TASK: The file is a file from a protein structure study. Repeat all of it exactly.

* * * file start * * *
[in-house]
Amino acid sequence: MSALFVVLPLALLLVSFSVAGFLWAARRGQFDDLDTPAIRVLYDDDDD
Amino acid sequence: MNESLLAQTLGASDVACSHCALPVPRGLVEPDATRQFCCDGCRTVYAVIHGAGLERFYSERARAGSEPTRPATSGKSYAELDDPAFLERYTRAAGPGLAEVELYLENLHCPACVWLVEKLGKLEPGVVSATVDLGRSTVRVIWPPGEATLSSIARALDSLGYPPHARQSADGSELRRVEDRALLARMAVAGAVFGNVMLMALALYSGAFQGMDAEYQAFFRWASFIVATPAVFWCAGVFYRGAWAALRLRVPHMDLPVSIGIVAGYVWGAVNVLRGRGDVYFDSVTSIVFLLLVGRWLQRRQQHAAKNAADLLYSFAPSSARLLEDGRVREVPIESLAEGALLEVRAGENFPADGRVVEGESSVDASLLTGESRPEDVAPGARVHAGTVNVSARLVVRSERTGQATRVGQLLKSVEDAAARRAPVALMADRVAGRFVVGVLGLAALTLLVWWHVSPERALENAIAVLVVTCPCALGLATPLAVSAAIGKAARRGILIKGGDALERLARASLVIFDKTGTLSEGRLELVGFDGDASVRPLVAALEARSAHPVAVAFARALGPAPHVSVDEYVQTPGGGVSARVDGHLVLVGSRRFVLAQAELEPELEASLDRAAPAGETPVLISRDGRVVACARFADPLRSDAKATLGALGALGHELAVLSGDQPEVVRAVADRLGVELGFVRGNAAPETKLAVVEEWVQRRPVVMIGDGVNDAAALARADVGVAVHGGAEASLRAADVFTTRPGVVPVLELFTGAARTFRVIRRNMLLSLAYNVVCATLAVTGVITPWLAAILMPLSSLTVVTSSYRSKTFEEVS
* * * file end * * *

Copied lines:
[in-house]
Amino acid sequence: MSALFVVLPLALLLVSFSVAGFLWAARRGQFDDLDTPAIRVLYDDDDD
Amino acid sequence: MNESLLAQTLGASDVACSHCALPVPRGLVEPDATRQFCCDGCRTVYAVIHGAGLERFYSERARAGSEPTRPATSGKSYAELDDPAFLERYTRAAGPGLAEVELYLENLHCPACVWLVEKLGKLEPGVVSATVDLGRSTVRVIWPPGEATLSSIARALDSLGYPPHARQSADGSELRRVEDRALLARMAVAGAVFGNVMLMALALYSGAFQGMDAEYQAFFRWASFIVATPAVFWCAGVFYRGAWAALRLRVPHMDLPVSIGIVAGYVWGAVNVLRGRGDVYFDSVTSIVFLLLVGRWLQRRQQHAAKNAADLLYSFAPSSARLLEDGRVREVPIESLAEGALLEVRAGENFPADGRVVEGESSVDASLLTGESRPEDVAPGARVHAGTVNVSARLVVRSERTGQATRVGQLLKSVEDAAARRAPVALMADRVAGRFVVGVLGLAALTLLVWWHVSPERALENAIAVLVVTCPCALGLATPLAVSAAIGKAARRGILIKGGDALERLARASLVIFDKTGTLSEGRLELVGFDGDASVRPLVAALEARSAHPVAVAFARALGPAPHVSVDEYVQTPGGGVSARVDGHLVLVGSRRFVLAQAELEPELEASLDRAAPAGETPVLISRDGRVVACARFADPLRSDAKATLGALGALGHELAVLSGDQPEVVRAVADRLGVELGFVRGNAAPETKLAVVEEWVQRRPVVMIGDGVNDAAALARADVGVAVHGGAEASLRAADVFTTRPGVVPVLELFTGAARTFRVIRRNMLLSLAYNVVCATLAVTGVITPWLAAILMPLSSLTVVTSSYRSKTFEEVS